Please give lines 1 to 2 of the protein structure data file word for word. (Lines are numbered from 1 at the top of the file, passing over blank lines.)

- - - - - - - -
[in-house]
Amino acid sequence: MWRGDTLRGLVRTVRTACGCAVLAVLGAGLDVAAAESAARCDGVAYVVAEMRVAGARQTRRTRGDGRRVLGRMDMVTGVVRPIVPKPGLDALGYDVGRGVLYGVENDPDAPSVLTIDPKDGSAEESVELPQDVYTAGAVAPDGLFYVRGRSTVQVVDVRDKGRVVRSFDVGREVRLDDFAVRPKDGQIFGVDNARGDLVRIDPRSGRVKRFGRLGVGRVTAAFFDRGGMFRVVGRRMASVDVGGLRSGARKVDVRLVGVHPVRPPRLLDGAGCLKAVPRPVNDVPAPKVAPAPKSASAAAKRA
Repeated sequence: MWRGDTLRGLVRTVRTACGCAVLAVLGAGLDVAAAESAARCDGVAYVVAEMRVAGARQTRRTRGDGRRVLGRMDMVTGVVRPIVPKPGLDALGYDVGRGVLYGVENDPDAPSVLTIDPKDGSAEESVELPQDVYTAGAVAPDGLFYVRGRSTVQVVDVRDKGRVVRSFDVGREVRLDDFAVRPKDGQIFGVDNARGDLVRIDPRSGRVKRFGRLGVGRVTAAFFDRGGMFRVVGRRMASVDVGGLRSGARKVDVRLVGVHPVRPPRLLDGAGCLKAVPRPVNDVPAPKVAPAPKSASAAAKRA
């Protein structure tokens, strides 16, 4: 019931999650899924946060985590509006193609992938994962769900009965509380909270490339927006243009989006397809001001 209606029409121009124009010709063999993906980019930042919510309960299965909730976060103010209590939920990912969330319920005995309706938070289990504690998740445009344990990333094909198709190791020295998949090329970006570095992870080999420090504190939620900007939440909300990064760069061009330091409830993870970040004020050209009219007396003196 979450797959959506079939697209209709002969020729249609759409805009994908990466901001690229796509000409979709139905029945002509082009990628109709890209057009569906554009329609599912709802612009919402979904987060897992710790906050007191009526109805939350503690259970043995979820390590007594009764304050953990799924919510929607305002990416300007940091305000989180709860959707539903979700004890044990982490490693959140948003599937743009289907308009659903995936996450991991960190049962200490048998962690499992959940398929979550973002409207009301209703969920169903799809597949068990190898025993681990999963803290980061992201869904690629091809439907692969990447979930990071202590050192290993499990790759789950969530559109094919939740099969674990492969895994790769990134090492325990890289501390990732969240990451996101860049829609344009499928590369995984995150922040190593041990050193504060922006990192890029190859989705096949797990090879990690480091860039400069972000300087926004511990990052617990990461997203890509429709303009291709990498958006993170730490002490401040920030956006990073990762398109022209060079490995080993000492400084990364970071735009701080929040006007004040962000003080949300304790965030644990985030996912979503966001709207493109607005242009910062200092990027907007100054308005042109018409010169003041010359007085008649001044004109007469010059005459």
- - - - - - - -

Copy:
[in-house]
Amino acid sequence: MWRGDTLRGLVRTVRTACGCAVLAVLGAGLDVAAAESAARCDGVAYVVAEMRVAGARQTRRTRGDGRRVLGRMDMVTGVVRPIVPKPGLDALGYDVGRGVLYGVENDPDAPSVLTIDPKDGSAEESVELPQDVYTAGAVAPDGLFYVRGRSTVQVVDVRDKGRVVRSFDVGREVRLDDFAVRPKDGQIFGVDNARGDLVRIDPRSGRVKRFGRLGVGRVTAAFFDRGGMFRVVGRRMASVDVGGLRSGARKVDVRLVGVHPVRPPRLLDGAGCLKAVPRPVNDVPAPKVAPAPKSASAAAKRA